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What is the most fundamental nature of music? I tell you this : whenever we hear a song, we have every right to listen to it again because it is replicated in our minds, and thus we are free to reproduce the tune through any medium at our disposal.|
The issue of downloading music and "intellectual property rights" is a pretty big issue in the US right now.
What seems to be the case here is that record companies are ripping off smaller artists and making a lot of money through a small cluster of ultra-popular music e.g. hip-hop artists. That is the simple but true summary. The reason why there is lack of musical diversity in American airwaves is precisely due to this capitalist tactic.
It is hardly the case that when someone invents an original tune, disseminates for free it under a title and a name, and gets popular through whatever reason, that someone else will try to come up and claim the authorship of the song. For this reason, all music should be free. Why? Because the original artists are still respected through critical acclaim and the admiration of the maximum possible number of fans. The RIAA, a bunch of capitalist cronies, claims that it disrespects artists to download music without paying for it. Their line of thinking is wrong, because they rob off their clients more so through the corrupt system of "royalties" and "commissions" than any form of the absence of direct payment from fans could ever have.
When you download a musical piece from the Internet, it is considered two things, completely in their entirely different realms of interpretation: 1. Piracy (stealing) and 2. Sharing (communism). I prefer to interpret it as the latter, for the following reasons:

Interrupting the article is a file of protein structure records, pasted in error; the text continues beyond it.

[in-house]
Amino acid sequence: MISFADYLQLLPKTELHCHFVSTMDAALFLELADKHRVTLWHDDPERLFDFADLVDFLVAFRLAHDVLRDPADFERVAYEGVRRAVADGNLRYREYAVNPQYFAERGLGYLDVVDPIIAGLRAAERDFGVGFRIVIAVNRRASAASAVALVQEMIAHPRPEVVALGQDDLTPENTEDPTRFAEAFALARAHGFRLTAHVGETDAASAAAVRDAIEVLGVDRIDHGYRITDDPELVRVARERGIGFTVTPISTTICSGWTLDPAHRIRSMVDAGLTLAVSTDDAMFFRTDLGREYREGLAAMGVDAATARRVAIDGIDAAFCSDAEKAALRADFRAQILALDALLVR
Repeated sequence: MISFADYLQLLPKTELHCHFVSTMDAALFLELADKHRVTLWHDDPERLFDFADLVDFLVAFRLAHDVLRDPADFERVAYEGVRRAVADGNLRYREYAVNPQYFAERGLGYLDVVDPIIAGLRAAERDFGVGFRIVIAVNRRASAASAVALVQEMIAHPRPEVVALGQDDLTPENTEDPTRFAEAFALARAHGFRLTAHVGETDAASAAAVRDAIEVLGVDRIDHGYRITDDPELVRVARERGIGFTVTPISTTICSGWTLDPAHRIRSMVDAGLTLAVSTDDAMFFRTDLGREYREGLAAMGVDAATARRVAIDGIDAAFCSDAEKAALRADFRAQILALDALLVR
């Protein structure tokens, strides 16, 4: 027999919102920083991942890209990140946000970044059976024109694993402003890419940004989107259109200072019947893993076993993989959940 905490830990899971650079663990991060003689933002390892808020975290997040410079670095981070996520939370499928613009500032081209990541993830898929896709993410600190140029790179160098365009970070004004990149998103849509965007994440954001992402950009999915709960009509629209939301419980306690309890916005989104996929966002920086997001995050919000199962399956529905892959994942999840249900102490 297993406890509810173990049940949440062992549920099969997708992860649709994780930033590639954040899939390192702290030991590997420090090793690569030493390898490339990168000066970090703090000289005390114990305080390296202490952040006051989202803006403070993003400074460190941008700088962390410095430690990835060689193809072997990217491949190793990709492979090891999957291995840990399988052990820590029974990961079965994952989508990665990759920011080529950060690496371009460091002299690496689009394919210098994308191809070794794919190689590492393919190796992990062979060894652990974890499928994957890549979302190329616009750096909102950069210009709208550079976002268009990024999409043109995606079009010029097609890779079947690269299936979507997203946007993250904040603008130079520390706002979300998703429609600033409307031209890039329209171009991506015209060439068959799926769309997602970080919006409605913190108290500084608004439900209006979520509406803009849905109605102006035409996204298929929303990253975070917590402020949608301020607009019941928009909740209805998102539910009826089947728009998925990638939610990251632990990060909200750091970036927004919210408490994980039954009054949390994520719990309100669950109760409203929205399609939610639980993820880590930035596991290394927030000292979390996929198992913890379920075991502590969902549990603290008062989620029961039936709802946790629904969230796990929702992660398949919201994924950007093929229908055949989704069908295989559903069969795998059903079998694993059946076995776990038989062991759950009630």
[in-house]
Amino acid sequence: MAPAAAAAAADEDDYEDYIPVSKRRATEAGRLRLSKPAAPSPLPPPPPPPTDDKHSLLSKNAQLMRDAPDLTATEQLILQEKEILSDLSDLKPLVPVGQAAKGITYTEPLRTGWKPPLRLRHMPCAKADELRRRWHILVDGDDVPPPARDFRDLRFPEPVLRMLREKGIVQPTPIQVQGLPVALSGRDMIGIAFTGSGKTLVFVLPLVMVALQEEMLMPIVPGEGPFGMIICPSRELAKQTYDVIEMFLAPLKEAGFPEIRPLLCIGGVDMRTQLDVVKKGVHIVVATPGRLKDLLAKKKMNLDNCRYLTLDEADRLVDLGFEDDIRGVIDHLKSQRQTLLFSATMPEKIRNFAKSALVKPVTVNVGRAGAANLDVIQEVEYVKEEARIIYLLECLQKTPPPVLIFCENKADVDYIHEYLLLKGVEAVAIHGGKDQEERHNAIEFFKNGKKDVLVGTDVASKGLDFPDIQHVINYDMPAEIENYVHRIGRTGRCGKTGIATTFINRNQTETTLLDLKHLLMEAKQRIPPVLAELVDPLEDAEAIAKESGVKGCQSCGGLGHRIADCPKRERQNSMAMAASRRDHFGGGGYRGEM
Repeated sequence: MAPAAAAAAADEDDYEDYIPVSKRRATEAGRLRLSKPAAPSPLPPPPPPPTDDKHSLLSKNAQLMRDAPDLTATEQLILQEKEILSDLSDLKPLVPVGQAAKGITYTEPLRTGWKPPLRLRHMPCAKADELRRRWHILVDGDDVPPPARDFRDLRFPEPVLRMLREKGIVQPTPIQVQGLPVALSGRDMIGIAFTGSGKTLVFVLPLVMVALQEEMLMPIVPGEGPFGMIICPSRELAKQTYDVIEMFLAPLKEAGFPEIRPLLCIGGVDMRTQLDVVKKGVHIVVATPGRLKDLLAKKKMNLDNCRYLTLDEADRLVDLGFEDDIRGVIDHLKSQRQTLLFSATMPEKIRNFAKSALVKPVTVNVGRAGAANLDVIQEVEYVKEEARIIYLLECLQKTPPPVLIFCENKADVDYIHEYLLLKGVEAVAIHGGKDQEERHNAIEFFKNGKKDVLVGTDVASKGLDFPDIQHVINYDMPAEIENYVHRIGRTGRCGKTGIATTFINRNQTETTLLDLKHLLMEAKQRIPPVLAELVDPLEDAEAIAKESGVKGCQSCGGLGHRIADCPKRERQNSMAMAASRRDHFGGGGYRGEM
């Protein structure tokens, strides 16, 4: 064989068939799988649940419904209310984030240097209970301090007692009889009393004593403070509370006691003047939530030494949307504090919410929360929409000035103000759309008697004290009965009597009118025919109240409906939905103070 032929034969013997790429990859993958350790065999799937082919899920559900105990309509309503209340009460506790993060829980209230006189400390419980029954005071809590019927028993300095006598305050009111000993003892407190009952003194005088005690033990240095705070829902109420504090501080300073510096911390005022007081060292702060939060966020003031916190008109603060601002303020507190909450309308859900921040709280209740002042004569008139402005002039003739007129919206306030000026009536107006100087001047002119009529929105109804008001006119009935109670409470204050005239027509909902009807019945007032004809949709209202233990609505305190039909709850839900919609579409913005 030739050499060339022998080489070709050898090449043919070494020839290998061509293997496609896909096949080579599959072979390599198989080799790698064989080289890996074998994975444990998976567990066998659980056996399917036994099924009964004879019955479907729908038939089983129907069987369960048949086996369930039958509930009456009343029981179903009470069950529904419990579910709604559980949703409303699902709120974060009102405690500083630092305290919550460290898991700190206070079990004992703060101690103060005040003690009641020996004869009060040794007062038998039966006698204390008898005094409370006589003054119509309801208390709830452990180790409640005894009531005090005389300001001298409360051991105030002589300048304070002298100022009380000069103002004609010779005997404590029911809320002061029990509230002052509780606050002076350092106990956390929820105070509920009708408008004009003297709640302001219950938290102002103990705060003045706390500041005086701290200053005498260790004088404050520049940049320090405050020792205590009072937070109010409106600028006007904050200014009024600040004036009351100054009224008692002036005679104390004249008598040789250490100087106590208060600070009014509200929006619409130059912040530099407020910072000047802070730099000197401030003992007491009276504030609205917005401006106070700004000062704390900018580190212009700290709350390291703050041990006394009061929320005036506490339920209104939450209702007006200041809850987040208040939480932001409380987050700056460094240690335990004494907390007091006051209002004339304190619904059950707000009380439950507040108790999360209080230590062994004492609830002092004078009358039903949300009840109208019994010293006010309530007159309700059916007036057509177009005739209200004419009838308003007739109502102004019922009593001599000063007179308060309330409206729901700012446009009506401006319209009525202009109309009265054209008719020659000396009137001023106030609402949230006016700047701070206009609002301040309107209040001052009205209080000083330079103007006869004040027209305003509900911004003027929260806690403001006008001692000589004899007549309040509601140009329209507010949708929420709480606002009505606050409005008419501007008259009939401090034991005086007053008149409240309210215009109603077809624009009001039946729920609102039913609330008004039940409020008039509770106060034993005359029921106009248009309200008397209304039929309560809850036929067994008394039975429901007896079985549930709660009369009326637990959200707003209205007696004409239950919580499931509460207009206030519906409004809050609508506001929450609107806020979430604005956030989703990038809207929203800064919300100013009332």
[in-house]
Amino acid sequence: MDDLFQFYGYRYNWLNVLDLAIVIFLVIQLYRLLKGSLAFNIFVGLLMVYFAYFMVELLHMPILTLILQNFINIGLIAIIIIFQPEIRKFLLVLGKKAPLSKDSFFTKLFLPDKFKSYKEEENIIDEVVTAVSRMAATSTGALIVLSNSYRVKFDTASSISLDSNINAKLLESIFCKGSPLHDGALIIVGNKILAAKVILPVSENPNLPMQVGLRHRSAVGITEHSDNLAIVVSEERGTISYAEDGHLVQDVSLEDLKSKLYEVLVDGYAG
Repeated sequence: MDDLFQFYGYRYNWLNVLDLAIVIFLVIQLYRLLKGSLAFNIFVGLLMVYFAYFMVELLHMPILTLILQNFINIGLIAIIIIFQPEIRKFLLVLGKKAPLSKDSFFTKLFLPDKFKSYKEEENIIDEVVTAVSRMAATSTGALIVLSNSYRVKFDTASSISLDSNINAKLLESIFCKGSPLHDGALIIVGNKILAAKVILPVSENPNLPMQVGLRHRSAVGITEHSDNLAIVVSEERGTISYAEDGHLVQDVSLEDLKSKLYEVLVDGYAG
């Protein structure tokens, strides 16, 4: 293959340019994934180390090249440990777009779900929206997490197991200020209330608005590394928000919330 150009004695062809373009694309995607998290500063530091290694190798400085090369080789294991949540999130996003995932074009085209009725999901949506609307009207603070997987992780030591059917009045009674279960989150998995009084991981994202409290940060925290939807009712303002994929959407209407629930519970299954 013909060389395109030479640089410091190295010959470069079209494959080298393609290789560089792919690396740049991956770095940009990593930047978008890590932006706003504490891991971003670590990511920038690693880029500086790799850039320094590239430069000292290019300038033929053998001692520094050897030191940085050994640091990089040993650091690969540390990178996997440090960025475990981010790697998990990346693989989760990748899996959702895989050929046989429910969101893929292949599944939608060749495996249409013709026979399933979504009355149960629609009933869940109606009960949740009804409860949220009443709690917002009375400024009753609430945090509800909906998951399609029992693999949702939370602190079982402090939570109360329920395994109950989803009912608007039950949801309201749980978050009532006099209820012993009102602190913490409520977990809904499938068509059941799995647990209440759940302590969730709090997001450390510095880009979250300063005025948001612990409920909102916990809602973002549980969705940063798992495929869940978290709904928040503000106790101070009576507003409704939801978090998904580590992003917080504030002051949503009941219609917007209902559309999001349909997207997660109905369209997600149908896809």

1. Throughout the OVERWHELMING history of human society, music in a non-recorded format (ear to ear) has always been free to listen and reproduce without permission. Yet, the authors of many classical pieces of music (e.g. Beethoven, Mozart) have achieved the greatest prominence and admiration known among ANY ARTIST in history.
2. The start of the 20th century marked technological advances at the height of U.S. cut-throat capitalism, which coincided with technological innovations such as Edison's phonograph, later to evolve into various different formats thanks to the collaborative work of many innovators. The record companies have taken advantage of the fact that music can be stored physically, as opposed to mentally, and so thus sought to make a profit out of it. They are the truly greedy ones. Music is still in shackles and chains, and remains to be liberated from this legacy.
3. The Internet is the one possible means through which such liberation can occur. Music can be produced freely, remixed, and distributed online without the need for obsolete massive record companies. Because of the uniqueness one can have with sound produced in the electronic medium, the authorship (if ever disputed) is always easily demonstrable.
4. If record companies were ever concerned for the well-being of the artists, they would dramatically lower the price of music or make it free, and seek subsidies from the government or the revenue gained from public events held by the artists themselves. This way, through the low price of music, they can achieve the true maximum popularity of each and every artist regardless of their initial popularity. But they choose to defend their foolish actions, disposing of numerous promising garage bands as liabilities and touting a few big-name artists in the name of capitalism.
5. The record industry was against taping the airwaves back in the 80's. You can see where that attempt went.
This is something that makes my blood boil. DOWNLOADING MUSIC OFF THE INTERNET IS NOT STEALING. IT IS SHARING.
Likewise, any artist who can manage to think for themselves would realize that becoming one of the big-name artists signing million-dollar contracts with record companies is very likely not going to become possible. So they should distribute their music across the internet, free from disrespect by these cronies, and free from the prison of copyrights and extant "intellectual property" laws. Make no mistake, however : having "rights reserved" should actually be encouraged as well, since it can protect against the assaults of those who dare to make a profit off other people's music. What particularly comes to mind here is the DMCA, but that should be reserved for a whole different discussion.
[ Last edited by soviet at 2006-4-14 11:14 AM ]